The first afternoon program maintained the high level set in the morning. New York Times bestselling author Candice Millard spoke about how Churchill achieved fame as a result of his exploits during the Boer War, the subject of her new book Hero of the Empire. Lord Watson of Richmond spoke about the two important speeches that Churchill made seventy years ago in Fulton, Missouri and Zurich, Switzerland. His book on this subject quickly sold out at the conference. Finally David Lough spoke about the various people throughout Churchill’s life who assisted him financially from his humble nanny to Wall Street power broker Bernard Baruch.

Friday evening guests were transported to the State Department where they enjoyed a spectacular view of Washington from the top-floor balcony. Inside they toured the spectacular and rarely-seen Diplomatic Reception Rooms before entering the State Dining Room. The British Ambassador, Sir Kim Darroch, proposed the Loyal Toast to Her Majesty the Queen, and Jennie Churchill proposed the toast to the memory of her great grandfather. Christopher Matthews introduced Secretary Baker, who received a standing ovation for his well-received speech. Finally Laurence Geller presented the Sir Winston S. Churchill Leadership Award to Steven Knapp, President of The George Washington University, for his work to make the National Churchill Library and Center a reality.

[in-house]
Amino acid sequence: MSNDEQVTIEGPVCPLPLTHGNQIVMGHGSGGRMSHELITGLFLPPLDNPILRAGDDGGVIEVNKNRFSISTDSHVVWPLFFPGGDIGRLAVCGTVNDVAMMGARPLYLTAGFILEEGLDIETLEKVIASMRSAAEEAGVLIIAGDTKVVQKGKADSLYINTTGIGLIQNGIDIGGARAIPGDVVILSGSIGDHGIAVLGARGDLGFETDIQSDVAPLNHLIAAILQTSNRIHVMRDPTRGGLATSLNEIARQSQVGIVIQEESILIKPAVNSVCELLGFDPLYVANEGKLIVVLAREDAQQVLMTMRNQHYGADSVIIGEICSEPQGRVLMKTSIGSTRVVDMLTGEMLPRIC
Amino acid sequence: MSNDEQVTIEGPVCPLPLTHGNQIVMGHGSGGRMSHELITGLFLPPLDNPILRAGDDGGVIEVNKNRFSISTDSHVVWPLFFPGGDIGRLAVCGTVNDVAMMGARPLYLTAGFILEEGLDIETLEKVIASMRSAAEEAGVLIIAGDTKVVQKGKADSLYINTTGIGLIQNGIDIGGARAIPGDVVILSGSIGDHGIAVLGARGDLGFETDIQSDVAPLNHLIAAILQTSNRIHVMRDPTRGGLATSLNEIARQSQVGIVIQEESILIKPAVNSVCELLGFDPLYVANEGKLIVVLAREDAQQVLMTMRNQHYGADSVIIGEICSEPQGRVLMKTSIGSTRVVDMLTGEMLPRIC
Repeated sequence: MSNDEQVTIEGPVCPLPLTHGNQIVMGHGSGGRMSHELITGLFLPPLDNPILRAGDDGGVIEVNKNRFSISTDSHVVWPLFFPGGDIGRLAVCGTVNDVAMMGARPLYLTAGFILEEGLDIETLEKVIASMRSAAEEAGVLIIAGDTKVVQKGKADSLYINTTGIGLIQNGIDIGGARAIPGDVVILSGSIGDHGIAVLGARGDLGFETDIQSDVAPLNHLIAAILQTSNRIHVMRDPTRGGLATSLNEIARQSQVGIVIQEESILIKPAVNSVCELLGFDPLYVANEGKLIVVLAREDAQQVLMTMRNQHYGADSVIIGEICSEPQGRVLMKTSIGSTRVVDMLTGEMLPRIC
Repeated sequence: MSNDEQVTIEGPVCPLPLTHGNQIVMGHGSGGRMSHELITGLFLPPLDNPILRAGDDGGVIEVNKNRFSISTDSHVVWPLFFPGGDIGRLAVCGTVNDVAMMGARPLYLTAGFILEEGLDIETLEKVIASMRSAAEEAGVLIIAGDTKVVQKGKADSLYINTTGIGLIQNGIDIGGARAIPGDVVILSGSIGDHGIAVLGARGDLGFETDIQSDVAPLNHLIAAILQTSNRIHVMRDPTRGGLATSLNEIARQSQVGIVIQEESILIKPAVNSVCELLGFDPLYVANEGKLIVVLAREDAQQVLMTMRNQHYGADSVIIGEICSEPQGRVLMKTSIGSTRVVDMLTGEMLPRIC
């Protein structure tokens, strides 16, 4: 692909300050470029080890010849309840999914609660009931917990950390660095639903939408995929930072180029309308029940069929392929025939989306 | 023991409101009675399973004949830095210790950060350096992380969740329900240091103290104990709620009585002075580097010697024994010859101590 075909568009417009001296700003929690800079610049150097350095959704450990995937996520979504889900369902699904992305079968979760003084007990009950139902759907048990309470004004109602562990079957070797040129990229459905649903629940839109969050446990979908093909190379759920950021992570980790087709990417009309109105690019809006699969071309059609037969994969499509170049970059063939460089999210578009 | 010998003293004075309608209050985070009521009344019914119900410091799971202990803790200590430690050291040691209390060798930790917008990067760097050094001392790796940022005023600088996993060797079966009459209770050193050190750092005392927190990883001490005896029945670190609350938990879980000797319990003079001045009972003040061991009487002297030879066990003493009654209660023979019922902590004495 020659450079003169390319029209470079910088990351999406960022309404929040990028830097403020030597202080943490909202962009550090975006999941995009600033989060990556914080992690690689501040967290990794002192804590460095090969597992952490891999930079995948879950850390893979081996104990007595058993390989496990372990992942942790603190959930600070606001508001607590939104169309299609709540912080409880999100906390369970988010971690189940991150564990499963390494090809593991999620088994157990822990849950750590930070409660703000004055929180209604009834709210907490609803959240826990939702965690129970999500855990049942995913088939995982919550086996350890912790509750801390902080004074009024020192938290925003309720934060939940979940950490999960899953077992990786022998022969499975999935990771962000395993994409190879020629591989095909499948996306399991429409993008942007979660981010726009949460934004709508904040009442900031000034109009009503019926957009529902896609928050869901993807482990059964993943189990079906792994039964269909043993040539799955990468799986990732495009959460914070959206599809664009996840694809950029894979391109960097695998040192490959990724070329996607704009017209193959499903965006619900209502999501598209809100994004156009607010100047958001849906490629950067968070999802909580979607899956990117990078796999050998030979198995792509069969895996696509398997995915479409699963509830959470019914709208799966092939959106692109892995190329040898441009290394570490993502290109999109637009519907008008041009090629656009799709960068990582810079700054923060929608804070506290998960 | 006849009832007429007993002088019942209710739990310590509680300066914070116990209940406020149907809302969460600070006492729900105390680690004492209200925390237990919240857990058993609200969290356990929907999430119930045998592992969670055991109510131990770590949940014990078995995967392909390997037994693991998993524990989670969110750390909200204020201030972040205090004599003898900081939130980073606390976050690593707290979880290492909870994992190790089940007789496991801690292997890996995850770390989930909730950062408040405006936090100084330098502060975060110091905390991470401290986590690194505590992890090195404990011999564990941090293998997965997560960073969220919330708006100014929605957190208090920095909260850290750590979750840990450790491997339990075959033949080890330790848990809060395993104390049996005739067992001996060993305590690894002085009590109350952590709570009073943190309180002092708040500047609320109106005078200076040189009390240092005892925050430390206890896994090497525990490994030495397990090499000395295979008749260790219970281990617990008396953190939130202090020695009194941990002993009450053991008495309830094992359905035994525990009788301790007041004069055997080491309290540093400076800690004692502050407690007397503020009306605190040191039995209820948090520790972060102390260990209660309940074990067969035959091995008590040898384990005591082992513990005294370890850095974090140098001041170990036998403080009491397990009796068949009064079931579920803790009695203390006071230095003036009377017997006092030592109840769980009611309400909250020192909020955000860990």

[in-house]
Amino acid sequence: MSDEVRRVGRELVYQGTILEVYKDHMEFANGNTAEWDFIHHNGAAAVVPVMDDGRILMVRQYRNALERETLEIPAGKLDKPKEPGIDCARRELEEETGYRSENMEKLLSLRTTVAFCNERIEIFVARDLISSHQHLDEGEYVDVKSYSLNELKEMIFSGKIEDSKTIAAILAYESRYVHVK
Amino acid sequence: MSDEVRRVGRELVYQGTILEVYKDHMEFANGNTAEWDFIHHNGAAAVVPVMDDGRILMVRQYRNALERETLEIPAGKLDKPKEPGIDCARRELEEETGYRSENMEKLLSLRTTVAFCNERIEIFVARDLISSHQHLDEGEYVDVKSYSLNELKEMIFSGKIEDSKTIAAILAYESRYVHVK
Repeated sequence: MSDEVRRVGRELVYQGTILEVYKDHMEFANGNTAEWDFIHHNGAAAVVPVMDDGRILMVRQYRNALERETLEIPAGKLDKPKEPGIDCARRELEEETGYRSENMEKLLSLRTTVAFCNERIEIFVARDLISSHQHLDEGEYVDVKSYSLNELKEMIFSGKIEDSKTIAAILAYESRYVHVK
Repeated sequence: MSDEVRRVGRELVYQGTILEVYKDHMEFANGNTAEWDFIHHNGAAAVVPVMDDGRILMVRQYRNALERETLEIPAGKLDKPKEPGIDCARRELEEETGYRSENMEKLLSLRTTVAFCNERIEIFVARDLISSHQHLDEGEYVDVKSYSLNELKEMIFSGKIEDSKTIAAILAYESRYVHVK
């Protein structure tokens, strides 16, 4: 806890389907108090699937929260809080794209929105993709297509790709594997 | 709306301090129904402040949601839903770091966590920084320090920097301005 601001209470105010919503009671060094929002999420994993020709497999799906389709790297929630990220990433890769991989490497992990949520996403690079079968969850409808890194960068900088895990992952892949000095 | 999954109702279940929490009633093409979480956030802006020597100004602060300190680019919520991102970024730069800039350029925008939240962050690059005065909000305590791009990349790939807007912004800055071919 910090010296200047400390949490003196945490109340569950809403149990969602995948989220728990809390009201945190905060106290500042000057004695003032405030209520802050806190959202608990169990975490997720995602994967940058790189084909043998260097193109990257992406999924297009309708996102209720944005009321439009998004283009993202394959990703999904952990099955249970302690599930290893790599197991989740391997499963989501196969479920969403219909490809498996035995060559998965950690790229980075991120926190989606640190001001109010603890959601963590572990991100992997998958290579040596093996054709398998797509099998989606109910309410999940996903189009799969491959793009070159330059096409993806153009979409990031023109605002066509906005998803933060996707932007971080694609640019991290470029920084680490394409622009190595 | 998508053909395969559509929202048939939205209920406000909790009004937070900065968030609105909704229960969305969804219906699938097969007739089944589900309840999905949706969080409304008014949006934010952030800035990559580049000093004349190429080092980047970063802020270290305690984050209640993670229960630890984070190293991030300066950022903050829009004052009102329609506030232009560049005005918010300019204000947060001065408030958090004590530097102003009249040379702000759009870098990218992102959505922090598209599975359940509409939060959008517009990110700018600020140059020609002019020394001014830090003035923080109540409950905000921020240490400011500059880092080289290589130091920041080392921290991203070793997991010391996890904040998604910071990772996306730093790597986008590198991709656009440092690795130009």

On the morning of Saturday, October 28th attendees gathered once more in the Grand Ballroom of the Mayflower to listen to a panel about “Churchill’s Great Contemporaries” with talks about Churchill’s working relationships with Sir John Anderson, W. L. Mackenzie King, and Lord Moran. Andrew Roberts then delivered one of his trademark original talks about “The Extraordinary Lachrymosity and Romantic Imagination of Sir Winston Churchill.” Finally, Christopher Sterling surveyed Churchill’s many visits to Washington, D. C. and his long association with the city.

On Saturday afternoon guests travelled to George Washington University to attend the Open House of the National Churchill Library and Center and to view the prime minister’s war-time appointment cards donated to the International Churchill Society by Steve Forbes. People also had the opportunity to hear the last speaker of the conference, Michael Makovsky, who talked about Churchill’s relationship with Chaim Weizmann.

Following on the smashing success of the 2015 conference in Britain, the 2016 gathering met the same high standard. At the close of this year’s events, program chairman David Freeman announced that in 2017 the International Churchill Society would be holding its conference for the very first time in New York City.

To watch the videos of this year’s conference presentations, please CLICK HERE.

PHOTOGRAPHS AVAILABLE: Pictures from the conference including the State Department dinner by Eddie Arrossi Photography are available for download and purchase. Please CLICK HERE.

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The International Churchill Society (ICS), founded in 1968 shortly after Churchill's death, is the world’s preeminent member organisation dedicated to preserving the historic legacy of Sir Winston Churchill.

At a time when leadership is challenged at every turn, that legacy looms larger and remains more relevant than ever.